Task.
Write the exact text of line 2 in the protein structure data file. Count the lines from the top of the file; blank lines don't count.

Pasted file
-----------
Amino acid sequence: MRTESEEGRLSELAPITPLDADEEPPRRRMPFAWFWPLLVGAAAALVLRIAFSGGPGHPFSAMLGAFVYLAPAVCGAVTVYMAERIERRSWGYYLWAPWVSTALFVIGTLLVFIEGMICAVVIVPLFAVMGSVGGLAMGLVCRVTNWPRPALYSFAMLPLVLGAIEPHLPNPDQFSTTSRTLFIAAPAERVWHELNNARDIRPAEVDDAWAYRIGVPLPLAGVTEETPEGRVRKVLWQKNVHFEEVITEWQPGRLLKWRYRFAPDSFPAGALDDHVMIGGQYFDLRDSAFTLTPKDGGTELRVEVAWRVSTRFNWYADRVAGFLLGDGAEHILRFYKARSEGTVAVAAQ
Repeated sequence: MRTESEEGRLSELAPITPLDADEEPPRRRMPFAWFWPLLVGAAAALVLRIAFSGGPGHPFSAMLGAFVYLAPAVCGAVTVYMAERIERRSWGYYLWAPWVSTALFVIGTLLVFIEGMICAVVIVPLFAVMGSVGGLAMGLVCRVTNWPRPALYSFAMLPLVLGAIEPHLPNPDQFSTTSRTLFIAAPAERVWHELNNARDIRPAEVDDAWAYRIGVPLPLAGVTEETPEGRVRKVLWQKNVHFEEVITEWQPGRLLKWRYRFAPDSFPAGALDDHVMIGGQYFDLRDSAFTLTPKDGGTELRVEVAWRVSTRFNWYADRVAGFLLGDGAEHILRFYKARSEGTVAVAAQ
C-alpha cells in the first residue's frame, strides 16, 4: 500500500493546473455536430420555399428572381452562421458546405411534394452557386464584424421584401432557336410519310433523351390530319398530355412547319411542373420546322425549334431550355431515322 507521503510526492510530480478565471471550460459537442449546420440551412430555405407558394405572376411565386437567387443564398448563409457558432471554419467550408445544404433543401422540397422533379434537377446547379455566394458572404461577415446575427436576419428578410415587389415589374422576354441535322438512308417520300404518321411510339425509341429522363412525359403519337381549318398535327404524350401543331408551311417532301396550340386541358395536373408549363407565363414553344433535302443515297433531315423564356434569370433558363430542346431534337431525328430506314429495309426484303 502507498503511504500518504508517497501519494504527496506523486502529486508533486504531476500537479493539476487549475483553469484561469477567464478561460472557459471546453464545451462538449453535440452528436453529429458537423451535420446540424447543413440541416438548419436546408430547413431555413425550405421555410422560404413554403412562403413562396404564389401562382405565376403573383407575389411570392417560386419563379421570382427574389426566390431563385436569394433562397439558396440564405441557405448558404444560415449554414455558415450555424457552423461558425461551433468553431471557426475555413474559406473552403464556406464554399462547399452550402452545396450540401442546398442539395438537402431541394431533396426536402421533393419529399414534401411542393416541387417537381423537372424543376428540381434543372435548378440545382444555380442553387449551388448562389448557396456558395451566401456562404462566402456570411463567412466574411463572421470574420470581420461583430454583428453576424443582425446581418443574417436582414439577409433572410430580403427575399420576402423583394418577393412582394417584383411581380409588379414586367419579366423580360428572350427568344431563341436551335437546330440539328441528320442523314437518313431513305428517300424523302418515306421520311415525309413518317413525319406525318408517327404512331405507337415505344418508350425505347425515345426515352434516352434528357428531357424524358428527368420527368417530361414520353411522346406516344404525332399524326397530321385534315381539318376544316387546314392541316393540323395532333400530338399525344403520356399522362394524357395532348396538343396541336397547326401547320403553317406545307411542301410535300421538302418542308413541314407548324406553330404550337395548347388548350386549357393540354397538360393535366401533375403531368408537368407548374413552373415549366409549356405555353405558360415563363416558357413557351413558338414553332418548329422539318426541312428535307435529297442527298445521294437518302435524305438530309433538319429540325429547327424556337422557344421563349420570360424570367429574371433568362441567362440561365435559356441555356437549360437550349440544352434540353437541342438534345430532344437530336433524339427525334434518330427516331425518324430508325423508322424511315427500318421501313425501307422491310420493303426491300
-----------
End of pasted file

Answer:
Repeated sequence: MRTESEEGRLSELAPITPLDADEEPPRRRMPFAWFWPLLVGAAAALVLRIAFSGGPGHPFSAMLGAFVYLAPAVCGAVTVYMAERIERRSWGYYLWAPWVSTALFVIGTLLVFIEGMICAVVIVPLFAVMGSVGGLAMGLVCRVTNWPRPALYSFAMLPLVLGAIEPHLPNPDQFSTTSRTLFIAAPAERVWHELNNARDIRPAEVDDAWAYRIGVPLPLAGVTEETPEGRVRKVLWQKNVHFEEVITEWQPGRLLKWRYRFAPDSFPAGALDDHVMIGGQYFDLRDSAFTLTPKDGGTELRVEVAWRVSTRFNWYADRVAGFLLGDGAEHILRFYKARSEGTVAVAAQ